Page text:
Pathogenic microbial ancient DNA: a problem or an opportunity?
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We agree with Donoghue & Spigelman (2005) that, although pathogen studies hold great potential, any discussion requires a critical assessment of the results to date. However, we did note, as did Pääbo et al. (2004), that the field of ancient pathogen DNA still lacks a series of well-controlled and rigorous studies that address technical issues and reliability criteria. This is unfortunate, as the rapid evolutionary rate of many pathogens offers a unique means to establish the authenticity of ancient pathogen sequences-since they should clearly be ancestral to modern genetic diversity (e.g. Reid et al. 1999). Such characterisation of pathogen evolutionary rates would also be of major importance to studies of the origin and spread of diseases, and so the relative lack of such investigation is particularly regrettable.
Very few ancient pathogen studies have followed established aDNA protocols such as independent replication and cloning. Only 3 out of 47 studies have performed independent replication at all (Drancourt & Raoult 2005), and none of the studies (Spigelman et al. 2002; Fletcher et al. 2003a,b; Donoghue et al. 2005) mentioned by Donoghue & Spigelman (2005) as following aDNA criteria included cloning. Yet these studies have used mobile insertion elements (e.g. IS 6110 in tuberculosis) or conserved loci (e.g. 16S) to detect the presence of pathogens, and very similar or identical sequences have been reported from environmental bacteria (Gilbert et al. 2004). For example, Rollo & Marota (1999) report that direct sequencing of ancient microbial DNA produced a sequence resembling (for example) Treponerma pallidum (the causative agent of venereal syphilis) even in the absence of real T. pallidum, simply due to the presence of diverse bacterial DNA in the experiment. In addition, the limited knowledge of current microbial diversity (only 1-5% of extant microbial diversity is believed to be known) makes it very difficult to use short aDNA sequences to establish unequivocally the presence of a given pathogen, as even supposed ‘obligate' species of humans or plants may possess currently undetected close relatives in the surrounding environment (Hebsgaard et al. 2005). Lastly, where specific studies have set out to replicate reports of ancient pathogenic bacterial DNA it has not been possible (Gilbert et al. 2004).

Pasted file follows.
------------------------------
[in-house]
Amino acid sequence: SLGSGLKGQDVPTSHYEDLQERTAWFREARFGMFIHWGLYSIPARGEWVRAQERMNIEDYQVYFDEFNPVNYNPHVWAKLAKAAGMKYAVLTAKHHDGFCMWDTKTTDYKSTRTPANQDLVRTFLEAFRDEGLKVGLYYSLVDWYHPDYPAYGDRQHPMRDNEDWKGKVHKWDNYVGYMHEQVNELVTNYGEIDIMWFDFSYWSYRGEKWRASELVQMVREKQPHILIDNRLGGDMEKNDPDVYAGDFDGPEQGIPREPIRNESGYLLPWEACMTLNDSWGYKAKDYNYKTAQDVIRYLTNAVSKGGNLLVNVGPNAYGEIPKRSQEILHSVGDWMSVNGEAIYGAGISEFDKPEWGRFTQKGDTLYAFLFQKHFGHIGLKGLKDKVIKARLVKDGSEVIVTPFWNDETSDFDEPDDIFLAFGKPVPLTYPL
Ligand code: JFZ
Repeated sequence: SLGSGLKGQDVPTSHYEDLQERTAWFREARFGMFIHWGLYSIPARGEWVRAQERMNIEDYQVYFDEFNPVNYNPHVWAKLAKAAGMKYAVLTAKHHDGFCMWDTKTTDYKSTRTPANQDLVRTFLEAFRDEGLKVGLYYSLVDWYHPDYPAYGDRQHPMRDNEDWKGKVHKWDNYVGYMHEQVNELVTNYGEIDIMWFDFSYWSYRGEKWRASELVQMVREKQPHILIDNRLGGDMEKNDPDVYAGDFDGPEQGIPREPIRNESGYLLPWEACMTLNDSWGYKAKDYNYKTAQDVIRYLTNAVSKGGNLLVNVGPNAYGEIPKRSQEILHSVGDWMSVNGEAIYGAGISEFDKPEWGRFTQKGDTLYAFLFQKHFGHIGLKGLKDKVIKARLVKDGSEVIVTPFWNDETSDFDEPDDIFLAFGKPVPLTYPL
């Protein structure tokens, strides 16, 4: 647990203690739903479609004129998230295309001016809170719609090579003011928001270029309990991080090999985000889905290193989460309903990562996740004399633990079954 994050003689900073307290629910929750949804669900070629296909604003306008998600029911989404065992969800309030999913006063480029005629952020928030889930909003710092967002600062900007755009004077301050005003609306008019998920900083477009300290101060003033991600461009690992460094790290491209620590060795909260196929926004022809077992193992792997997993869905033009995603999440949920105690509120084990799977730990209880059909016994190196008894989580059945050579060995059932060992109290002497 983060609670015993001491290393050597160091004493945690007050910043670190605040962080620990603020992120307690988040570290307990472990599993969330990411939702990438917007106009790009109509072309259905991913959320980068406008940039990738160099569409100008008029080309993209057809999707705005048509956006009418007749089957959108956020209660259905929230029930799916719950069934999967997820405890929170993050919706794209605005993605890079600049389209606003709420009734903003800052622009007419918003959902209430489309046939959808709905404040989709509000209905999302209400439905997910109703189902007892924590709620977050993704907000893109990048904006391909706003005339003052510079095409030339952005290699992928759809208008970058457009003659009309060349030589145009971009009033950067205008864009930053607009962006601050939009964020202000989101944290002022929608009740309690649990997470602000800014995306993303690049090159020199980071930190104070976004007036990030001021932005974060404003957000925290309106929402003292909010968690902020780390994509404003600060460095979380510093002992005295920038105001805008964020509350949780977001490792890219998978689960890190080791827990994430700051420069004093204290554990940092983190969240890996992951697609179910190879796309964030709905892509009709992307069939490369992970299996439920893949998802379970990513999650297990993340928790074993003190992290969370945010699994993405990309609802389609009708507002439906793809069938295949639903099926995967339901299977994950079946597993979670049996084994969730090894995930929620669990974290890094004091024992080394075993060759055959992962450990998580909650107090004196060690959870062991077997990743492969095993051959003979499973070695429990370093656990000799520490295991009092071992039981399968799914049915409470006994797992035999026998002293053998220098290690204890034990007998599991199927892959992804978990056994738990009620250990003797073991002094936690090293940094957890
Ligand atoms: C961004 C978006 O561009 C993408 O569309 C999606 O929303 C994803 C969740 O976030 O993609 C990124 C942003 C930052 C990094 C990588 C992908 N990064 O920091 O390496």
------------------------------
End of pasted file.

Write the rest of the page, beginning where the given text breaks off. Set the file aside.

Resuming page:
|Journal||Proceedings of the Royal Society of London. Biological Sciences|
|Publication status||Published - 2006|